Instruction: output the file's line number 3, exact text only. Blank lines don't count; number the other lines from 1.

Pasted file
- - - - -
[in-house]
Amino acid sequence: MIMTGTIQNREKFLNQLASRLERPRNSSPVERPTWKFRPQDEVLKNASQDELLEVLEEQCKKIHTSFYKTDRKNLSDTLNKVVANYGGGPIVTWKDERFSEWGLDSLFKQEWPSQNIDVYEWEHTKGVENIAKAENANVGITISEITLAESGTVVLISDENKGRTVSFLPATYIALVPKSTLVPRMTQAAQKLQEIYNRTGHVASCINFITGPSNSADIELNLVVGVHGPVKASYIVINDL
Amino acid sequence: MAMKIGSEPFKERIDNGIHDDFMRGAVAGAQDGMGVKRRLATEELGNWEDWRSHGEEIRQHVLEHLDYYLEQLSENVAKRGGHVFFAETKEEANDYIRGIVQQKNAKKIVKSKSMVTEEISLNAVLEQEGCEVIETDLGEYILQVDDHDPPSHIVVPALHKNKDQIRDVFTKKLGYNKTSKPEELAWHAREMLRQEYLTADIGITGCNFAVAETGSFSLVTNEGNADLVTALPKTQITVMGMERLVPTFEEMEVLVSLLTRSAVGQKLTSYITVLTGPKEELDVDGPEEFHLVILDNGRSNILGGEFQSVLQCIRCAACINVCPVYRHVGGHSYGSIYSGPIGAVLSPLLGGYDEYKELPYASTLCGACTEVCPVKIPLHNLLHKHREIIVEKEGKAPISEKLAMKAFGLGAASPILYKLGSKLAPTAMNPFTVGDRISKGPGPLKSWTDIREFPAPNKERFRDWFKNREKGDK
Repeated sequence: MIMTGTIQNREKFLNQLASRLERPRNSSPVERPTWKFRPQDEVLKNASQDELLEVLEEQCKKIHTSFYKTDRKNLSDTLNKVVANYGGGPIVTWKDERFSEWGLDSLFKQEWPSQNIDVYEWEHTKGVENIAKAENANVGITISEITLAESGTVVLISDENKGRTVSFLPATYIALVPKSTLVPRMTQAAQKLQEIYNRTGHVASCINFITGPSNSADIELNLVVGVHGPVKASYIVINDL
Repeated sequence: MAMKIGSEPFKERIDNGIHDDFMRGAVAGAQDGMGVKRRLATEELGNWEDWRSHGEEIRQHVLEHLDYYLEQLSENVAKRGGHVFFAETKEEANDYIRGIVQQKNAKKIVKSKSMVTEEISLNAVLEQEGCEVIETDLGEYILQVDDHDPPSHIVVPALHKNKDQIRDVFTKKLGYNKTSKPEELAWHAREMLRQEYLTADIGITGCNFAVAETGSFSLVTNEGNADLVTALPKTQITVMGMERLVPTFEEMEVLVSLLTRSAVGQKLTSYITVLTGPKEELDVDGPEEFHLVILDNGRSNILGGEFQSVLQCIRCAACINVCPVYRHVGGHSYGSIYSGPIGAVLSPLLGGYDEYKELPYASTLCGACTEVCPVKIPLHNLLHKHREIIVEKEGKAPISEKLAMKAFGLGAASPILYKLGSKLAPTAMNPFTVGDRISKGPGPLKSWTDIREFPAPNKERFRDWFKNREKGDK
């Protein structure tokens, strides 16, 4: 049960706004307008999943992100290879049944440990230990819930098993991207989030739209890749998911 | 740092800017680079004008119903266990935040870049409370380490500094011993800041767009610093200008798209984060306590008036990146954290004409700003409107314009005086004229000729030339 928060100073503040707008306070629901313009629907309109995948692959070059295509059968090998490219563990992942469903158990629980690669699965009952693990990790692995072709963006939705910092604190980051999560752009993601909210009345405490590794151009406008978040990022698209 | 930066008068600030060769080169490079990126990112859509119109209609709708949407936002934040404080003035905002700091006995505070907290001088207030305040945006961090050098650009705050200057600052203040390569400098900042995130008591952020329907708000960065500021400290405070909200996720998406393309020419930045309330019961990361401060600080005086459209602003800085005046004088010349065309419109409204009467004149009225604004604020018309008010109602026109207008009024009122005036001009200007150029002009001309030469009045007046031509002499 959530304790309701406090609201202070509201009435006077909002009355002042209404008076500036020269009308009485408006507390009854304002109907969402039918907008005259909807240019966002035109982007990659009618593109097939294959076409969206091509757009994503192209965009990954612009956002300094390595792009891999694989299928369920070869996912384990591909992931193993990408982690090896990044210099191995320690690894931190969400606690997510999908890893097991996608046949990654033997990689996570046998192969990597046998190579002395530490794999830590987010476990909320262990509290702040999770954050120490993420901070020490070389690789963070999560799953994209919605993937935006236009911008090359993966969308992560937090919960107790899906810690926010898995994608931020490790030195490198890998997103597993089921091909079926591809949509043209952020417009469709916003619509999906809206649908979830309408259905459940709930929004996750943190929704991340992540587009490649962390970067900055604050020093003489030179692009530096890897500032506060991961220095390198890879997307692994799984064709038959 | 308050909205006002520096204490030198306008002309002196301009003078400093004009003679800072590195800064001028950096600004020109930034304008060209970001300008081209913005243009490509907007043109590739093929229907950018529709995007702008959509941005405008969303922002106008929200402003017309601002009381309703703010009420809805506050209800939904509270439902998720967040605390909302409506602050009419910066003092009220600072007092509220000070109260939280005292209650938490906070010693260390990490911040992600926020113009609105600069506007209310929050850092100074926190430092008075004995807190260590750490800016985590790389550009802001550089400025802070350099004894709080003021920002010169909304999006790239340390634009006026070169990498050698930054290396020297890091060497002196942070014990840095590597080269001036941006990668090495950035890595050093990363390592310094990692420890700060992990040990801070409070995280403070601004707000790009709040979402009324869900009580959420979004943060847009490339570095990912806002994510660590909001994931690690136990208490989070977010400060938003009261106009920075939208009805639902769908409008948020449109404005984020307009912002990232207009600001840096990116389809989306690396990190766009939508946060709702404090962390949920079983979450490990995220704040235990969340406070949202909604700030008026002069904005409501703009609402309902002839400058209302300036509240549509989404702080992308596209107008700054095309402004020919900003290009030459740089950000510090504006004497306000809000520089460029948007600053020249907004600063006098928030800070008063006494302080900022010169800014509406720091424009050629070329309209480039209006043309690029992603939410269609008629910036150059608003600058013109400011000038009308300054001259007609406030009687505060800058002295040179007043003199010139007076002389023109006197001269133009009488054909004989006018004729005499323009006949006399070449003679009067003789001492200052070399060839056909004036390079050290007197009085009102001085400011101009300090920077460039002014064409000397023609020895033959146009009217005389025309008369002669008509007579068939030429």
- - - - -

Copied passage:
Amino acid sequence: MAMKIGSEPFKERIDNGIHDDFMRGAVAGAQDGMGVKRRLATEELGNWEDWRSHGEEIRQHVLEHLDYYLEQLSENVAKRGGHVFFAETKEEANDYIRGIVQQKNAKKIVKSKSMVTEEISLNAVLEQEGCEVIETDLGEYILQVDDHDPPSHIVVPALHKNKDQIRDVFTKKLGYNKTSKPEELAWHAREMLRQEYLTADIGITGCNFAVAETGSFSLVTNEGNADLVTALPKTQITVMGMERLVPTFEEMEVLVSLLTRSAVGQKLTSYITVLTGPKEELDVDGPEEFHLVILDNGRSNILGGEFQSVLQCIRCAACINVCPVYRHVGGHSYGSIYSGPIGAVLSPLLGGYDEYKELPYASTLCGACTEVCPVKIPLHNLLHKHREIIVEKEGKAPISEKLAMKAFGLGAASPILYKLGSKLAPTAMNPFTVGDRISKGPGPLKSWTDIREFPAPNKERFRDWFKNREKGDK